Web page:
Colin began the discussion by explaining a simple sales exercise – the pen test. Simple, yet eye-opening, the pen test involves sales team members taking their shot at pitching their manager on why they should purchase a pen. The point behind the exercise? Everyone does it a little bit differently. There is little consistency, and seemingly nobody begins the pitch with a question – “What are you going to be using this pen for?” An important question in qualifying a buyer, and certainly a high value question when talking with a potential hotel guest. This exercise led Colin into his discussion about front desk customer service and how execution of the correct practices can lead to a higher conversion percentage for a property. Here are the 7 steps:

1. Use Proper Greetings – Everyone enjoys a polite approach. Whether purchasing a product, or engaging in conversation, common courtesy goes a long way. Smile – it has been proven to lead to better tone over the phone.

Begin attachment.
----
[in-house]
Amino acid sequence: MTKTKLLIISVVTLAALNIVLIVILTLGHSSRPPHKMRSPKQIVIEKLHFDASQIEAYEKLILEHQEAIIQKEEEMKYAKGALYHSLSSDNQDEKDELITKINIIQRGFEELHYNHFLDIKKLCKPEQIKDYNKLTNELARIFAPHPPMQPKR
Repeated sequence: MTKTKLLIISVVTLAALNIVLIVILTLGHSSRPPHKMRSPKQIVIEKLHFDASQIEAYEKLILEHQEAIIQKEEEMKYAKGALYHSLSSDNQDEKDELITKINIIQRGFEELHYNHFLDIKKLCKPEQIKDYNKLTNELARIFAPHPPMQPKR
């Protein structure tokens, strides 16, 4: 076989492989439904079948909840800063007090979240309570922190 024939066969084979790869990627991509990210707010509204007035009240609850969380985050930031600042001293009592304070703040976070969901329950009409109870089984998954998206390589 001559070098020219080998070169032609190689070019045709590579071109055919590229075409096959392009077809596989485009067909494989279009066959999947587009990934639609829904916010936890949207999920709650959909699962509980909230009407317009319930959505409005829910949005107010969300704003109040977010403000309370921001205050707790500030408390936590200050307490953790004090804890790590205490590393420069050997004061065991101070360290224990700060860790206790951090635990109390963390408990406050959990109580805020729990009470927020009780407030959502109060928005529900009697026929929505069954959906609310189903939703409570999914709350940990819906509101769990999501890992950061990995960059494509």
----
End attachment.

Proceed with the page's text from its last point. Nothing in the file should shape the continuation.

2. Personalize the Conversation – Once you have someone on the line, chat with them a little bit. Tell them something about yourself. People are more likely to buy from a friend. Be sure to ask the customer how you can help them.

3. Interactively Listen to the Callers Request – Listening is not enough anymore. Interactively listening involves engaging the customer in conversation, and genuinely gathering an understanding of what they are looking for. It is not a bad idea to take notes – build on everything the customer is telling you so that you can sell them their perfect experience later.

4. Convey Confidence and Pride in Your Product – Passion goes a long way in sales. Approach customers with a passion and pride for your product that will blow them away. Dig a little bit deeper here, and make sure to customize the experience to each guest. Don’t just sell the beach, spa, golf course, etc. Sell them what they want – it is different for every traveler.